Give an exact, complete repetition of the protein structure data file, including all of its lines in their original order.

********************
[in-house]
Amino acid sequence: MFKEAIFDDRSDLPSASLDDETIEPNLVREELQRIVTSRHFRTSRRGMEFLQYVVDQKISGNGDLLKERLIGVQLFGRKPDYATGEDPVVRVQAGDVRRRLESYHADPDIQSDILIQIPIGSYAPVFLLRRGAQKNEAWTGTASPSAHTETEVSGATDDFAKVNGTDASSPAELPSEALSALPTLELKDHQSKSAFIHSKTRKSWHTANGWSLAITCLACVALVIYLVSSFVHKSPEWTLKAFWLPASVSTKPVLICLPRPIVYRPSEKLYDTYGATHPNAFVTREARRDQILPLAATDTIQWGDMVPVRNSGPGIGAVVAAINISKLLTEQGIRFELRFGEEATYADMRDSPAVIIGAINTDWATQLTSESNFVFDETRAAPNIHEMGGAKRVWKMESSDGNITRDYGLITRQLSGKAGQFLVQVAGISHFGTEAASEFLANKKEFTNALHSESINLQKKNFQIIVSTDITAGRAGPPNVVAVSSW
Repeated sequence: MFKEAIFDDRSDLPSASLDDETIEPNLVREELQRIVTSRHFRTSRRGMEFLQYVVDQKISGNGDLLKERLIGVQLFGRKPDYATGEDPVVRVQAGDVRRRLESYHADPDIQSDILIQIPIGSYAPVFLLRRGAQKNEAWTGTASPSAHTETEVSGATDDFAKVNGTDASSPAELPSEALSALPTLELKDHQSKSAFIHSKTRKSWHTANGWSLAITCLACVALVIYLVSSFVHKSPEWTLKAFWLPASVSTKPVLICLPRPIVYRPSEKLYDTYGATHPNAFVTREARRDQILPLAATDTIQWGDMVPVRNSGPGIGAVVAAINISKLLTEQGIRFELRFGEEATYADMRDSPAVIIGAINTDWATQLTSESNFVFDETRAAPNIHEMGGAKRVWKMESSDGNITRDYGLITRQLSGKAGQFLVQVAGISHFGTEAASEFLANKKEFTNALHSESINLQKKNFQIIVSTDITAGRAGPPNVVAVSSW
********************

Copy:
[in-house]
Amino acid sequence: MFKEAIFDDRSDLPSASLDDETIEPNLVREELQRIVTSRHFRTSRRGMEFLQYVVDQKISGNGDLLKERLIGVQLFGRKPDYATGEDPVVRVQAGDVRRRLESYHADPDIQSDILIQIPIGSYAPVFLLRRGAQKNEAWTGTASPSAHTETEVSGATDDFAKVNGTDASSPAELPSEALSALPTLELKDHQSKSAFIHSKTRKSWHTANGWSLAITCLACVALVIYLVSSFVHKSPEWTLKAFWLPASVSTKPVLICLPRPIVYRPSEKLYDTYGATHPNAFVTREARRDQILPLAATDTIQWGDMVPVRNSGPGIGAVVAAINISKLLTEQGIRFELRFGEEATYADMRDSPAVIIGAINTDWATQLTSESNFVFDETRAAPNIHEMGGAKRVWKMESSDGNITRDYGLITRQLSGKAGQFLVQVAGISHFGTEAASEFLANKKEFTNALHSESINLQKKNFQIIVSTDITAGRAGPPNVVAVSSW
Repeated sequence: MFKEAIFDDRSDLPSASLDDETIEPNLVREELQRIVTSRHFRTSRRGMEFLQYVVDQKISGNGDLLKERLIGVQLFGRKPDYATGEDPVVRVQAGDVRRRLESYHADPDIQSDILIQIPIGSYAPVFLLRRGAQKNEAWTGTASPSAHTETEVSGATDDFAKVNGTDASSPAELPSEALSALPTLELKDHQSKSAFIHSKTRKSWHTANGWSLAITCLACVALVIYLVSSFVHKSPEWTLKAFWLPASVSTKPVLICLPRPIVYRPSEKLYDTYGATHPNAFVTREARRDQILPLAATDTIQWGDMVPVRNSGPGIGAVVAAINISKLLTEQGIRFELRFGEEATYADMRDSPAVIIGAINTDWATQLTSESNFVFDETRAAPNIHEMGGAKRVWKMESSDGNITRDYGLITRQLSGKAGQFLVQVAGISHFGTEAASEFLANKKEFTNALHSESINLQKKNFQIIVSTDITAGRAGPPNVVAVSSW